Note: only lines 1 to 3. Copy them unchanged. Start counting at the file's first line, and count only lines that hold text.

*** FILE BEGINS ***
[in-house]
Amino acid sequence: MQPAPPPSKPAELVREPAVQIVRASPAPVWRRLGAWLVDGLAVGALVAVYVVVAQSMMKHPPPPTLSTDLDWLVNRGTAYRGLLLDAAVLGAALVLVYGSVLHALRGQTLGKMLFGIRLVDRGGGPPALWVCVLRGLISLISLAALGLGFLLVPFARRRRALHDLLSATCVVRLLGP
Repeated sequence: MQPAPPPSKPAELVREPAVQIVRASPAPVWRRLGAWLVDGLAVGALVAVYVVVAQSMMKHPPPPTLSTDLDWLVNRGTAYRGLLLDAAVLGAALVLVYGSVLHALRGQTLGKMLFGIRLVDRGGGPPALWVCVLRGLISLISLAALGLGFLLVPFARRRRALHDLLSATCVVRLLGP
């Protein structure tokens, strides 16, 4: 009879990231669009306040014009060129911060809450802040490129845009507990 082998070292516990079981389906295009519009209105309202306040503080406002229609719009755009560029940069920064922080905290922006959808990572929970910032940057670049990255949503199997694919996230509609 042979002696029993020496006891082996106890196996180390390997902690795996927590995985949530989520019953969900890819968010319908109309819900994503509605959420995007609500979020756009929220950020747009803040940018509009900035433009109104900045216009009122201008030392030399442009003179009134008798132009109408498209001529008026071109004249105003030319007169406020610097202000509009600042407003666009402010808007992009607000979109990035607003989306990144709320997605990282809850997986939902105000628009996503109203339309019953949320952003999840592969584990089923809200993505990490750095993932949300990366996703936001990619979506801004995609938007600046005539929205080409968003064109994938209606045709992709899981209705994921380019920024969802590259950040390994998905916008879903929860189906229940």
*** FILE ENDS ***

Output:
[in-house]
Amino acid sequence: MQPAPPPSKPAELVREPAVQIVRASPAPVWRRLGAWLVDGLAVGALVAVYVVVAQSMMKHPPPPTLSTDLDWLVNRGTAYRGLLLDAAVLGAALVLVYGSVLHALRGQTLGKMLFGIRLVDRGGGPPALWVCVLRGLISLISLAALGLGFLLVPFARRRRALHDLLSATCVVRLLGP
Repeated sequence: MQPAPPPSKPAELVREPAVQIVRASPAPVWRRLGAWLVDGLAVGALVAVYVVVAQSMMKHPPPPTLSTDLDWLVNRGTAYRGLLLDAAVLGAALVLVYGSVLHALRGQTLGKMLFGIRLVDRGGGPPALWVCVLRGLISLISLAALGLGFLLVPFARRRRALHDLLSATCVVRLLGP